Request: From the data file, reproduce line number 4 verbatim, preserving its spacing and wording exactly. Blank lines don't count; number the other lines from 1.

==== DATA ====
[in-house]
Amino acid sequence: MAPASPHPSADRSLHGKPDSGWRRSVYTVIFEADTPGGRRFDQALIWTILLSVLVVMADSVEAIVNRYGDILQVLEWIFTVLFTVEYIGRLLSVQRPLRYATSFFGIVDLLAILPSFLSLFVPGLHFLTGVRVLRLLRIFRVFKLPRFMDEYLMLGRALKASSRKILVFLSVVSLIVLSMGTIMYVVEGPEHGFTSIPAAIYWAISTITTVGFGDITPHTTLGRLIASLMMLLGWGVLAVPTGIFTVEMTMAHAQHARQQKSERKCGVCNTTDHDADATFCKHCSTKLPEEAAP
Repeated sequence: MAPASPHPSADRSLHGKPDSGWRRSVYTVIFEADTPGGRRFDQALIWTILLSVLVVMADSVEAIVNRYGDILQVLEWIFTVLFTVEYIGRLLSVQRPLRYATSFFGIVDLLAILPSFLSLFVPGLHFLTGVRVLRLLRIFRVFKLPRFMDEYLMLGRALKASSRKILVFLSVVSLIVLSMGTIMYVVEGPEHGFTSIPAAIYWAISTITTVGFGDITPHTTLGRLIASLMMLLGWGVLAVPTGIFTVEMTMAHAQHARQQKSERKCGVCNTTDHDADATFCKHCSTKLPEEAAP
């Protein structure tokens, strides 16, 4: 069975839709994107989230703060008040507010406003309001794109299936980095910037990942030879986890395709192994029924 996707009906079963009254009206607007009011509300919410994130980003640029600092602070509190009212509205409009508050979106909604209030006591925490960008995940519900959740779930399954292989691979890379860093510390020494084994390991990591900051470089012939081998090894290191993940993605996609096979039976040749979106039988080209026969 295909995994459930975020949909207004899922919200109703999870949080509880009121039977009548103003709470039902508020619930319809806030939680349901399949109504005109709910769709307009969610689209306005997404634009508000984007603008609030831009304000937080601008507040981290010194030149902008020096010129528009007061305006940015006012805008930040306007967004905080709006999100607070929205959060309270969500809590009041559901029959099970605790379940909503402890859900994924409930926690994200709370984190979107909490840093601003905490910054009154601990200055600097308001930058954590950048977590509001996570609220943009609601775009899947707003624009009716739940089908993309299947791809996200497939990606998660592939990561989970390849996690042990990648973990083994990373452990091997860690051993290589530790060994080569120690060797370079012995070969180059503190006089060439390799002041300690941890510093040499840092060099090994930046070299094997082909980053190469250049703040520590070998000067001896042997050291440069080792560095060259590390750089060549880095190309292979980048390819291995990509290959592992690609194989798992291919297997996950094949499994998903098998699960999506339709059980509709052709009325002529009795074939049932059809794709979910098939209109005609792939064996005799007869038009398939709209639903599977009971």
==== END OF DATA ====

């Protein structure tokens, strides 16, 4: 069975839709994107989230703060008040507010406003309001794109299936980095910037990942030879986890395709192994029924 996707009906079963009254009206607007009011509300919410994130980003640029600092602070509190009212509205409009508050979106909604209030006591925490960008995940519900959740779930399954292989691979890379860093510390020494084994390991990591900051470089012939081998090894290191993940993605996609096979039976040749979106039988080209026969 295909995994459930975020949909207004899922919200109703999870949080509880009121039977009548103003709470039902508020619930319809806030939680349901399949109504005109709910769709307009969610689209306005997404634009508000984007603008609030831009304000937080601008507040981290010194030149902008020096010129528009007061305006940015006012805008930040306007967004905080709006999100607070929205959060309270969500809590009041559901029959099970605790379940909503402890859900994924409930926690994200709370984190979107909490840093601003905490910054009154601990200055600097308001930058954590950048977590509001996570609220943009609601775009899947707003624009009716739940089908993309299947791809996200497939990606998660592939990561989970390849996690042990990648973990083994990373452990091997860690051993290589530790060994080569120690060797370079012995070969180059503190006089060439390799002041300690941890510093040499840092060099090994930046070299094997082909980053190469250049703040520590070998000067001896042997050291440069080792560095060259590390750089060549880095190309292979980048390819291995990509290959592992690609194989798992291919297997996950094949499994998903098998699960999506339709059980509709052709009325002529009795074939049932059809794709979910098939209109005609792939064996005799007869038009398939709209639903599977009971």